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5 Notable Black Environmentalists From the Past and Present to Celebrate This Earth Day


Today marks the annual event of Earth Day. 

Created in 1970, Earth Day was established as a way to observe the importance of taking care of the planet and the environments people live in. Each year, Earth Day also honors the efforts of the environmental movement.

In honor of the day of observance, here are five notable Black environmental activists from both the past and present to commemorate this Earth day.

Wangari Maathai

Born in Kenya, the late Dr. Wangari Maathai is credited primarily for developing the Green Belt Movement. Developed from a small garden in her backyard in the 1970s, Dr. Maathai’s Green Belt Movement has since expanded at both national and international levels. Primarily women-led, the grassroots movement focuses on fighting against deforestation and desertification by planting more trees. As the founder of the movement, Dr. Naathai was awarded many plaudits, including the Nobel Peace Prize, making her the first African woman to win the award.

Ayana Elizabeth Johnson

In recent years, Dr. Johnson has been making headlines for her environmental initiatives. As CEO of the Ocean Collectiv, a consulting firm that works towards conserving the ocean, she’s been active as a speaker against the rising climate change issues, and gave a TED talk on the destruction climate change has on the planet. All of her work is grounded along with ideas of social justice and reform in the environmentalist movement, highlighting the need to fight back against racism in the field.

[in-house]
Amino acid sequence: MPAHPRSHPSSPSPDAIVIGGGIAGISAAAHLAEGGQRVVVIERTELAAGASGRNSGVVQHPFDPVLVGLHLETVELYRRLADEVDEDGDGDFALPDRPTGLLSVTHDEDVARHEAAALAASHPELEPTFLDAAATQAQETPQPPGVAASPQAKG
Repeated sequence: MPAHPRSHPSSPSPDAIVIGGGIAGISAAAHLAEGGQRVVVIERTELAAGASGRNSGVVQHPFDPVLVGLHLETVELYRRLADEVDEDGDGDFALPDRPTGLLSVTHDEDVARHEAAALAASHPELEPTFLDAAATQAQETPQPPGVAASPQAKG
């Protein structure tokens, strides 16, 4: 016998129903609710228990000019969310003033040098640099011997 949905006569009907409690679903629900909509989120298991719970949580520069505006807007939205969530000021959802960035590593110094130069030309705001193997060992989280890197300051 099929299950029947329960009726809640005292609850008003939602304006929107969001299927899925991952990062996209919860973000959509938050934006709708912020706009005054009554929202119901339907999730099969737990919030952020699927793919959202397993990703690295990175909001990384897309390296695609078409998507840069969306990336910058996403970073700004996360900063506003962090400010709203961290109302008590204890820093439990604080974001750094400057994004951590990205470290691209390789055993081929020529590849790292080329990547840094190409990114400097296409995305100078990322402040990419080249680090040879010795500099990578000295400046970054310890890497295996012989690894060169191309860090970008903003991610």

Hazel Johnson

Often referred to as “The Mother of Environmental Justice,” Hazel Johnson is notable for beginning the People for Community Recovery organization. Initially starting out as a way to clean up the environmental issues in her neighborhood in Chicago, the organization works on improving air and water quality to achieve environmental justice. Johnson’s organization also focuses on providing sustainable energy and water to low-income housing communities. For her work, she was honored with the 1992 President’s Environment and Conservation Challenge award.

Mari Copney

In 2016, Copney sent a letter to then-President Barack Obama asking him to visit Flint, Michigan at the height of the water crisis. Since then, she’s become notable for her work against environmental racism. At the age of just 15, Copeny’s already served as a national youth ambassador at the Women’s March on Washington, has spoken at the March for Science twice and has created her own water filter. In 2022, she was awarded with the Change Maker Award at the Billboard Music Awards for her efforts in environmental activism.

Robert D. Bullard

Considered “The Father of Environmental Justice,” Dr. Bullard is currently a Professor of Urban Planning and Environmental Policy at Texas Southern University and the Director of the Bullard Center for Environmental and Climate Justice. A prominent writer, he has become notable for his works on environmental racism, housing and sustainable development amongst other topics. For his work, Dr. Bullard has been named as a Climate Trailblazer by the Global Climate Action Summit and has also been given the William Julius Wilson Award for the Advancement of Justice by Washington State University.

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